|Other names||Uterine polyp|
|Endometrial polyp, viewed by sonography|
An endometrial polyp or uterine polyp is a mass in the inner lining of the uterus. They may have a large flat base (sessile) or be attached to the uterus by an elongated pedicle (pedunculated). Pedunculated polyps are more common than sessile ones. They range in size from a few millimeters to several centimeters. If pedunculated, they can protrude through the cervix into the vagina. Small blood vessels may be present, particularly in large polyps.
Signs and symptoms
They often cause no symptoms. Where they occur, symptoms include irregular menstrual bleeding, bleeding between menstrual periods, excessively heavy menstrual bleeding (menorrhagia), and vaginal bleeding after menopause. Bleeding from the blood vessels of the polyp contributes to an increase of blood loss during menstruation and blood "spotting" between menstrual periods, or after menopause. If the polyp protrudes through the cervix into the vagina, pain (dysmenorrhea) may result.
No definitive cause of endometrial polyps is known, but they appear to be affected by hormone levels and grow in response to circulating estrogen. Risk factors include obesity, high blood pressure and a history of cervical polyps. Taking tamoxifen or hormone replacement therapy can also increase the risk of uterine polyps. The use of an intrauterine system containing levonorgestrel in women taking tamoxifen may reduce the incidence of polyps.
Endometrial polyps can be detected by vaginal ultrasound (sonohysterography), hysteroscopy and dilation and curettage. Detection by ultrasonography can be difficult, particularly when there is endometrial hyperplasia (excessive thickening of the endometrium). Larger polyps may be missed by curettage.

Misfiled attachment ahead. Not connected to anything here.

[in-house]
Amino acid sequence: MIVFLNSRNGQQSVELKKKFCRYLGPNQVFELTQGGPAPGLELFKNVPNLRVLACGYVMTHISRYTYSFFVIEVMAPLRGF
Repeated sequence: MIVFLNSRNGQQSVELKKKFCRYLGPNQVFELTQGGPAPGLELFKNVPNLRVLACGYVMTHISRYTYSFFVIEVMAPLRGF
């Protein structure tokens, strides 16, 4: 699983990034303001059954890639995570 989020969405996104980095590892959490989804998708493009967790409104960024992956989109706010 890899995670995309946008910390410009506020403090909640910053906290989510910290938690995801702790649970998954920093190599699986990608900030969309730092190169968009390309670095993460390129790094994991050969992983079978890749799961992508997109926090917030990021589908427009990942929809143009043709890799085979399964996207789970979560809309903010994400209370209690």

Endometrial polyps can be solitary or occur with others. They are round or oval and measure between a few millimeters and several centimeters in diameter. They are usually the same red/brown color of the surrounding endometrium although large ones can appear to be a darker red. The polyps consist of dense, fibrous tissue (stroma), blood vessels and glandlike spaces lined with endometrial epithelium. If they are pedunculated, they are attached by a thin stalk (pedicle). If they are sessile, they are connected by a flat base to the uterine wall. Pedunculated polyps are more common than sessile ones.
Polyps can be surgically removed using curettage with or without hysteroscopy. When curettage is performed without hysteroscopy, polyps may be missed. To reduce this risk, the uterus can be first explored using grasping forceps at the beginning of the curettage procedure. Hysteroscopy involves visualising the endometrium (inner lining of the uterus) and polyp with a camera inserted through the cervix. If it is a large polyp, it can be cut into sections before each section is removed. If cancerous cells are discovered, a hysterectomy (surgical removal of the uterus) may be performed. A hysterectomy would usually not be considered if cancer has been ruled out. Whichever method is used, polyps are usually treated under general anesthetic.
It is unclear if removing polyps affects fertility as it has not been studied.
Endometrial polyps are usually benign although some may be precancerous or cancerous. About 0.5% of endometrial polyps contain adenocarcinoma cells. Polyps can increase the risk of miscarriage in women undergoing IVF treatment. If they develop near the fallopian tubes, they may lead to difficulty in becoming pregnant. Although treatments such as hysteroscopy usually cure the polyp concerned, recurrence of endometrial polyps is frequent. Untreated, small polyps may regress on their own.
Endometrial polyps usually occur in women in their 40s and 50s. Endometrial polyps occur in up to 10% of women. It is estimated that they are present in 25% of women with abnormal vaginal bleeding.
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